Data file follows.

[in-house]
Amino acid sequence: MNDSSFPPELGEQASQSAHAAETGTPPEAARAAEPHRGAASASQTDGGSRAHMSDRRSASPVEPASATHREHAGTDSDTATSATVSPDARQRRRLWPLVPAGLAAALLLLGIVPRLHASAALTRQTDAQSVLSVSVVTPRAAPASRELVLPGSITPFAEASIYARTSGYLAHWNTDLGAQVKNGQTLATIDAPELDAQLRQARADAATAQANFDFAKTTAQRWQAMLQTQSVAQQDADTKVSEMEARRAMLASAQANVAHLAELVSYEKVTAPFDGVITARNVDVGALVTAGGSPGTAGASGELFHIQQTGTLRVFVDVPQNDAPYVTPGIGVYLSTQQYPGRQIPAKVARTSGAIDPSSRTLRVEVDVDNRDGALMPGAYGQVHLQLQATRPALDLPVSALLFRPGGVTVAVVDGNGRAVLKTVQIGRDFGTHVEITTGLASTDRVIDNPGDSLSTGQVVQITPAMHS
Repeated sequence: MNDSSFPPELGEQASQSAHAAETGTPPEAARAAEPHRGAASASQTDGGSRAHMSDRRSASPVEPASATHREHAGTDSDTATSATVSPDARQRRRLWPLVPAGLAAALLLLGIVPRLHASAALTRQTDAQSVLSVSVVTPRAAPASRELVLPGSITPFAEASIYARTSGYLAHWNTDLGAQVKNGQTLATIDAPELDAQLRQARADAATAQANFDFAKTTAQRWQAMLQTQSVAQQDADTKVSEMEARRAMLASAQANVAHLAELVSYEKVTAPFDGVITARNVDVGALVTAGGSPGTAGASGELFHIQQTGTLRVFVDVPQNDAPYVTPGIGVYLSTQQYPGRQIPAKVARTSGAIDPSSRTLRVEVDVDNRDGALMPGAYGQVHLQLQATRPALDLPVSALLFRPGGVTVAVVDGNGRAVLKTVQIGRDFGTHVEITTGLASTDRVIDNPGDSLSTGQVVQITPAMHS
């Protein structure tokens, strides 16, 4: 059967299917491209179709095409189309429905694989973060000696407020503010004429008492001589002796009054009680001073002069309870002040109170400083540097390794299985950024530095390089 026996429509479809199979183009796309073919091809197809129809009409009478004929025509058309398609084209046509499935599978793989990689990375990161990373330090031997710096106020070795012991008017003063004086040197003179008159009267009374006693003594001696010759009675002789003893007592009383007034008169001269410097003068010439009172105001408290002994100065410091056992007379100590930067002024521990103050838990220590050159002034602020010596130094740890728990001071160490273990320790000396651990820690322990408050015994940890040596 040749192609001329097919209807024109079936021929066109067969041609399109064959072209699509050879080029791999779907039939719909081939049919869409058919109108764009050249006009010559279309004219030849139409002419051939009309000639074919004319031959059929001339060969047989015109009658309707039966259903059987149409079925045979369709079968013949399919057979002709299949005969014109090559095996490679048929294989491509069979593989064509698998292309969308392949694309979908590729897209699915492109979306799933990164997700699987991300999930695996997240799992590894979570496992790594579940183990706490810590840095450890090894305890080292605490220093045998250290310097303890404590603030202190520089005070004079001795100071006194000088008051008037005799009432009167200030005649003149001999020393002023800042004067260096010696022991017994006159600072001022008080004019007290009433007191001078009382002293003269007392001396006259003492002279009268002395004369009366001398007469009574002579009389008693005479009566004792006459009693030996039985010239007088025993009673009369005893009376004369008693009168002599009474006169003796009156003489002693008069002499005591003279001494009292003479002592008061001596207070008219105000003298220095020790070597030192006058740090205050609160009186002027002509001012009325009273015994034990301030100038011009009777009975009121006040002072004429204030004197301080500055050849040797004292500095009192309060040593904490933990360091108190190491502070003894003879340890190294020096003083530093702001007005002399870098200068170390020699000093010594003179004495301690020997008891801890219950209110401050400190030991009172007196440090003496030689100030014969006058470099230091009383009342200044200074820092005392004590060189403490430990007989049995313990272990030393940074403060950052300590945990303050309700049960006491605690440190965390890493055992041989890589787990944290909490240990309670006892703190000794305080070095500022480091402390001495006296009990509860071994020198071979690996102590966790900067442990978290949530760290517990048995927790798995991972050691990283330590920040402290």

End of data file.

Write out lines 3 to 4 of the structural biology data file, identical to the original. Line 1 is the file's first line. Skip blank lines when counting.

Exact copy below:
Repeated sequence: MNDSSFPPELGEQASQSAHAAETGTPPEAARAAEPHRGAASASQTDGGSRAHMSDRRSASPVEPASATHREHAGTDSDTATSATVSPDARQRRRLWPLVPAGLAAALLLLGIVPRLHASAALTRQTDAQSVLSVSVVTPRAAPASRELVLPGSITPFAEASIYARTSGYLAHWNTDLGAQVKNGQTLATIDAPELDAQLRQARADAATAQANFDFAKTTAQRWQAMLQTQSVAQQDADTKVSEMEARRAMLASAQANVAHLAELVSYEKVTAPFDGVITARNVDVGALVTAGGSPGTAGASGELFHIQQTGTLRVFVDVPQNDAPYVTPGIGVYLSTQQYPGRQIPAKVARTSGAIDPSSRTLRVEVDVDNRDGALMPGAYGQVHLQLQATRPALDLPVSALLFRPGGVTVAVVDGNGRAVLKTVQIGRDFGTHVEITTGLASTDRVIDNPGDSLSTGQVVQITPAMHS
């Protein structure tokens, strides 16, 4: 059967299917491209179709095409189309429905694989973060000696407020503010004429008492001589002796009054009680001073002069309870002040109170400083540097390794299985950024530095390089 026996429509479809199979183009796309073919091809197809129809009409009478004929025509058309398609084209046509499935599978793989990689990375990161990373330090031997710096106020070795012991008017003063004086040197003179008159009267009374006693003594001696010759009675002789003893007592009383007034008169001269410097003068010439009172105001408290002994100065410091056992007379100590930067002024521990103050838990220590050159002034602020010596130094740890728990001071160490273990320790000396651990820690322990408050015994940890040596 040749192609001329097919209807024109079936021929066109067969041609399109064959072209699509050879080029791999779907039939719909081939049919869409058919109108764009050249006009010559279309004219030849139409002419051939009309000639074919004319031959059929001339060969047989015109009658309707039966259903059987149409079925045979369709079968013949399919057979002709299949005969014109090559095996490679048929294989491509069979593989064509698998292309969308392949694309979908590729897209699915492109979306799933990164997700699987991300999930695996997240799992590894979570496992790594579940183990706490810590840095450890090894305890080292605490220093045998250290310097303890404590603030202190520089005070004079001795100071006194000088008051008037005799009432009167200030005649003149001999020393002023800042004067260096010696022991017994006159600072001022008080004019007290009433007191001078009382002293003269007392001396006259003492002279009268002395004369009366001398007469009574002579009389008693005479009566004792006459009693030996039985010239007088025993009673009369005893009376004369008693009168002599009474006169003796009156003489002693008069002499005591003279001494009292003479002592008061001596207070008219105000003298220095020790070597030192006058740090205050609160009186002027002509001012009325009273015994034990301030100038011009009777009975009121006040002072004429204030004197301080500055050849040797004292500095009192309060040593904490933990360091108190190491502070003894003879340890190294020096003083530093702001007005002399870098200068170390020699000093010594003179004495301690020997008891801890219950209110401050400190030991009172007196440090003496030689100030014969006058470099230091009383009342200044200074820092005392004590060189403490430990007989049995313990272990030393940074403060950052300590945990303050309700049960006491605690440190965390890493055992041989890589787990944290909490240990309670006892703190000794305080070095500022480091402390001495006296009990509860071994020198071979690996102590966790900067442990978290949530760290517990048995927790798995991972050691990283330590920040402290």